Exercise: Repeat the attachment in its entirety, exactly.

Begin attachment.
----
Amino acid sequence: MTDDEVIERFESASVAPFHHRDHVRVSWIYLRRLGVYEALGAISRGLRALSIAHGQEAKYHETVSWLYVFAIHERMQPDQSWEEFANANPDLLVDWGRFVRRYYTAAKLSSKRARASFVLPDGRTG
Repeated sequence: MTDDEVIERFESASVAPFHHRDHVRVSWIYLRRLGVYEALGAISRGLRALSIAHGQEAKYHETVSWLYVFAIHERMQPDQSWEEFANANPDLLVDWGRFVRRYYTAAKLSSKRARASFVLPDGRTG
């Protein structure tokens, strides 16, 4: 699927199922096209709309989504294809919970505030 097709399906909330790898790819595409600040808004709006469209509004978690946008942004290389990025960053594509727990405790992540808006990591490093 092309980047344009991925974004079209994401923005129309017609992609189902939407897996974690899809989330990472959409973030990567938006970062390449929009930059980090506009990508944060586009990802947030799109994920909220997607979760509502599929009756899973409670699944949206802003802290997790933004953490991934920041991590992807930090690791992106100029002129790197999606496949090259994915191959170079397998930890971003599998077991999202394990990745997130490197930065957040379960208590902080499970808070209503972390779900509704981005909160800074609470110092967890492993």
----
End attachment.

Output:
Amino acid sequence: MTDDEVIERFESASVAPFHHRDHVRVSWIYLRRLGVYEALGAISRGLRALSIAHGQEAKYHETVSWLYVFAIHERMQPDQSWEEFANANPDLLVDWGRFVRRYYTAAKLSSKRARASFVLPDGRTG
Repeated sequence: MTDDEVIERFESASVAPFHHRDHVRVSWIYLRRLGVYEALGAISRGLRALSIAHGQEAKYHETVSWLYVFAIHERMQPDQSWEEFANANPDLLVDWGRFVRRYYTAAKLSSKRARASFVLPDGRTG
């Protein structure tokens, strides 16, 4: 699927199922096209709309989504294809919970505030 097709399906909330790898790819595409600040808004709006469209509004978690946008942004290389990025960053594509727990405790992540808006990591490093 092309980047344009991925974004079209994401923005129309017609992609189902939407897996974690899809989330990472959409973030990567938006970062390449929009930059980090506009990508944060586009990802947030799109994920909220997607979760509502599929009756899973409670699944949206802003802290997790933004953490991934920041991590992807930090690791992106100029002129790197999606496949090259994915191959170079397998930890971003599998077991999202394990990745997130490197930065957040379960208590902080499970808070209503972390779900509704981005909160800074609470110092967890492993």